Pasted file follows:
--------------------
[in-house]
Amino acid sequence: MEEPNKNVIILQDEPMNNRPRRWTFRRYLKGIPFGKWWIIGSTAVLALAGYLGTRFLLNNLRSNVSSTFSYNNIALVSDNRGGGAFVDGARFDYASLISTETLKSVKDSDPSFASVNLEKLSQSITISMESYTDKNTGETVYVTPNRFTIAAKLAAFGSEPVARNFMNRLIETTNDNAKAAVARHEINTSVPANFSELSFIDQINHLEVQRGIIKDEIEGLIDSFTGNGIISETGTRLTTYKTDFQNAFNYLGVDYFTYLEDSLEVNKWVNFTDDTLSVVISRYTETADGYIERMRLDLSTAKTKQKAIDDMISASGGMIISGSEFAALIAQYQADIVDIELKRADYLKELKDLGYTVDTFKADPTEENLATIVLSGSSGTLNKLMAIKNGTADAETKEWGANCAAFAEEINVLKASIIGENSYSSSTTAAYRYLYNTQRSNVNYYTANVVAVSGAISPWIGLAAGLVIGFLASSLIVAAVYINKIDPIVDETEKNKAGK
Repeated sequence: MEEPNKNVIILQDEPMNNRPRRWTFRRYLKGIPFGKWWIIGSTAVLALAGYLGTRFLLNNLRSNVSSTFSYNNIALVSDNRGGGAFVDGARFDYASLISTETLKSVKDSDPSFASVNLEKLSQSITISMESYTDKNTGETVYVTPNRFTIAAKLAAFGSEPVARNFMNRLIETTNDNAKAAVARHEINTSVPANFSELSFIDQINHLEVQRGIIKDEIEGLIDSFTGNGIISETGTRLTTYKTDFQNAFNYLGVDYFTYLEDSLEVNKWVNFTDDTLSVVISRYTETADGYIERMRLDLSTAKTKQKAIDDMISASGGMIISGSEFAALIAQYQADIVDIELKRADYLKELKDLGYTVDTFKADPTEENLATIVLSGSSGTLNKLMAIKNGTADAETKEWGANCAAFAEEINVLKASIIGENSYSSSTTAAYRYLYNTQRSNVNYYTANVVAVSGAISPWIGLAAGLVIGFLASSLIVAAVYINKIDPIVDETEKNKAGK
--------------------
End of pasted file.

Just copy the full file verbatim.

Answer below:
[in-house]
Amino acid sequence: MEEPNKNVIILQDEPMNNRPRRWTFRRYLKGIPFGKWWIIGSTAVLALAGYLGTRFLLNNLRSNVSSTFSYNNIALVSDNRGGGAFVDGARFDYASLISTETLKSVKDSDPSFASVNLEKLSQSITISMESYTDKNTGETVYVTPNRFTIAAKLAAFGSEPVARNFMNRLIETTNDNAKAAVARHEINTSVPANFSELSFIDQINHLEVQRGIIKDEIEGLIDSFTGNGIISETGTRLTTYKTDFQNAFNYLGVDYFTYLEDSLEVNKWVNFTDDTLSVVISRYTETADGYIERMRLDLSTAKTKQKAIDDMISASGGMIISGSEFAALIAQYQADIVDIELKRADYLKELKDLGYTVDTFKADPTEENLATIVLSGSSGTLNKLMAIKNGTADAETKEWGANCAAFAEEINVLKASIIGENSYSSSTTAAYRYLYNTQRSNVNYYTANVVAVSGAISPWIGLAAGLVIGFLASSLIVAAVYINKIDPIVDETEKNKAGK
Repeated sequence: MEEPNKNVIILQDEPMNNRPRRWTFRRYLKGIPFGKWWIIGSTAVLALAGYLGTRFLLNNLRSNVSSTFSYNNIALVSDNRGGGAFVDGARFDYASLISTETLKSVKDSDPSFASVNLEKLSQSITISMESYTDKNTGETVYVTPNRFTIAAKLAAFGSEPVARNFMNRLIETTNDNAKAAVARHEINTSVPANFSELSFIDQINHLEVQRGIIKDEIEGLIDSFTGNGIISETGTRLTTYKTDFQNAFNYLGVDYFTYLEDSLEVNKWVNFTDDTLSVVISRYTETADGYIERMRLDLSTAKTKQKAIDDMISASGGMIISGSEFAALIAQYQADIVDIELKRADYLKELKDLGYTVDTFKADPTEENLATIVLSGSSGTLNKLMAIKNGTADAETKEWGANCAAFAEEINVLKASIIGENSYSSSTTAAYRYLYNTQRSNVNYYTANVVAVSGAISPWIGLAAGLVIGFLASSLIVAAVYINKIDPIVDETEKNKAGK